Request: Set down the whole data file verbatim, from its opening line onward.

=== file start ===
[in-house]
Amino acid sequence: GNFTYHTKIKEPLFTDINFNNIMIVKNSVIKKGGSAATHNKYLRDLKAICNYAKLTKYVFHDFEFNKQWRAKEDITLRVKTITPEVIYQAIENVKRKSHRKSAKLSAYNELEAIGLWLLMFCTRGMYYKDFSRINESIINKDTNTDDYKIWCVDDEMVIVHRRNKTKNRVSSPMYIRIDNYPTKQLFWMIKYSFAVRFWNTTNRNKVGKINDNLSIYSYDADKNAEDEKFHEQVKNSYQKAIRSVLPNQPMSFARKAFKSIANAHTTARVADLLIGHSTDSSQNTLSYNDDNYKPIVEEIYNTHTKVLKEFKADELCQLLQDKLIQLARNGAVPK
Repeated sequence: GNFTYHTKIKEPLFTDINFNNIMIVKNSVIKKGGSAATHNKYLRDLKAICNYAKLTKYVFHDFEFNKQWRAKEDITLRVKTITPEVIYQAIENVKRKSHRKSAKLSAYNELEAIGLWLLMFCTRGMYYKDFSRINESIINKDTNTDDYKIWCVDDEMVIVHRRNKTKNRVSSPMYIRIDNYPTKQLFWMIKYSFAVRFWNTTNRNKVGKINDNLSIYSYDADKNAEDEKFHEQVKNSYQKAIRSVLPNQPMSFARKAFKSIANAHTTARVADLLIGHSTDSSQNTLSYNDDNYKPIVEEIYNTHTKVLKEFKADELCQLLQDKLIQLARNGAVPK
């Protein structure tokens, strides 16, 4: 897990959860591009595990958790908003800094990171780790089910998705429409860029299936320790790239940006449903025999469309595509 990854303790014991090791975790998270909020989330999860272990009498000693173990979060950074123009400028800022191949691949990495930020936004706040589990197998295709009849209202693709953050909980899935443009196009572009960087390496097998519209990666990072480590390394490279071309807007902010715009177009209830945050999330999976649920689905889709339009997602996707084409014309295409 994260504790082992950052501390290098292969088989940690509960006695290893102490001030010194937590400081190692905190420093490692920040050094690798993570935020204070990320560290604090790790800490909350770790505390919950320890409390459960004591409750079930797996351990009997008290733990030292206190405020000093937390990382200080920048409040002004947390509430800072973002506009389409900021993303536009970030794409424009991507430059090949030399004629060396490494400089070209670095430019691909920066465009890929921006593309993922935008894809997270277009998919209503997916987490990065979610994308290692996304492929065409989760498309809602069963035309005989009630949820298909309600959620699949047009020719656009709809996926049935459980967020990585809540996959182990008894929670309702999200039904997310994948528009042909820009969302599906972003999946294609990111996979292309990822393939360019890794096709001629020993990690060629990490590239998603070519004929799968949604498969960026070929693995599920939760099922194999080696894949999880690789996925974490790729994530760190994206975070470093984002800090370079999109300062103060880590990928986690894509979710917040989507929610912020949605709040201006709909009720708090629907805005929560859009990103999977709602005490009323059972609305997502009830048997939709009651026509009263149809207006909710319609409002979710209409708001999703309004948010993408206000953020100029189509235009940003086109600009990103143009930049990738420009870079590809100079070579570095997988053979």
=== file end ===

[in-house]
Amino acid sequence: GNFTYHTKIKEPLFTDINFNNIMIVKNSVIKKGGSAATHNKYLRDLKAICNYAKLTKYVFHDFEFNKQWRAKEDITLRVKTITPEVIYQAIENVKRKSHRKSAKLSAYNELEAIGLWLLMFCTRGMYYKDFSRINESIINKDTNTDDYKIWCVDDEMVIVHRRNKTKNRVSSPMYIRIDNYPTKQLFWMIKYSFAVRFWNTTNRNKVGKINDNLSIYSYDADKNAEDEKFHEQVKNSYQKAIRSVLPNQPMSFARKAFKSIANAHTTARVADLLIGHSTDSSQNTLSYNDDNYKPIVEEIYNTHTKVLKEFKADELCQLLQDKLIQLARNGAVPK
Repeated sequence: GNFTYHTKIKEPLFTDINFNNIMIVKNSVIKKGGSAATHNKYLRDLKAICNYAKLTKYVFHDFEFNKQWRAKEDITLRVKTITPEVIYQAIENVKRKSHRKSAKLSAYNELEAIGLWLLMFCTRGMYYKDFSRINESIINKDTNTDDYKIWCVDDEMVIVHRRNKTKNRVSSPMYIRIDNYPTKQLFWMIKYSFAVRFWNTTNRNKVGKINDNLSIYSYDADKNAEDEKFHEQVKNSYQKAIRSVLPNQPMSFARKAFKSIANAHTTARVADLLIGHSTDSSQNTLSYNDDNYKPIVEEIYNTHTKVLKEFKADELCQLLQDKLIQLARNGAVPK
């Protein structure tokens, strides 16, 4: 897990959860591009595990958790908003800094990171780790089910998705429409860029299936320790790239940006449903025999469309595509 990854303790014991090791975790998270909020989330999860272990009498000693173990979060950074123009400028800022191949691949990495930020936004706040589990197998295709009849209202693709953050909980899935443009196009572009960087390496097998519209990666990072480590390394490279071309807007902010715009177009209830945050999330999976649920689905889709339009997602996707084409014309295409 994260504790082992950052501390290098292969088989940690509960006695290893102490001030010194937590400081190692905190420093490692920040050094690798993570935020204070990320560290604090790790800490909350770790505390919950320890409390459960004591409750079930797996351990009997008290733990030292206190405020000093937390990382200080920048409040002004947390509430800072973002506009389409900021993303536009970030794409424009991507430059090949030399004629060396490494400089070209670095430019691909920066465009890929921006593309993922935008894809997270277009998919209503997916987490990065979610994308290692996304492929065409989760498309809602069963035309005989009630949820298909309600959620699949047009020719656009709809996926049935459980967020990585809540996959182990008894929670309702999200039904997310994948528009042909820009969302599906972003999946294609990111996979292309990822393939360019890794096709001629020993990690060629990490590239998603070519004929799968949604498969960026070929693995599920939760099922194999080696894949999880690789996925974490790729994530760190994206975070470093984002800090370079999109300062103060880590990928986690894509979710917040989507929610912020949605709040201006709909009720708090629907805005929560859009990103999977709602005490009323059972609305997502009830048997939709009651026509009263149809207006909710319609409002979710209409708001999703309004948010993408206000953020100029189509235009940003086109600009990103143009930049990738420009870079590809100079070579570095997988053979």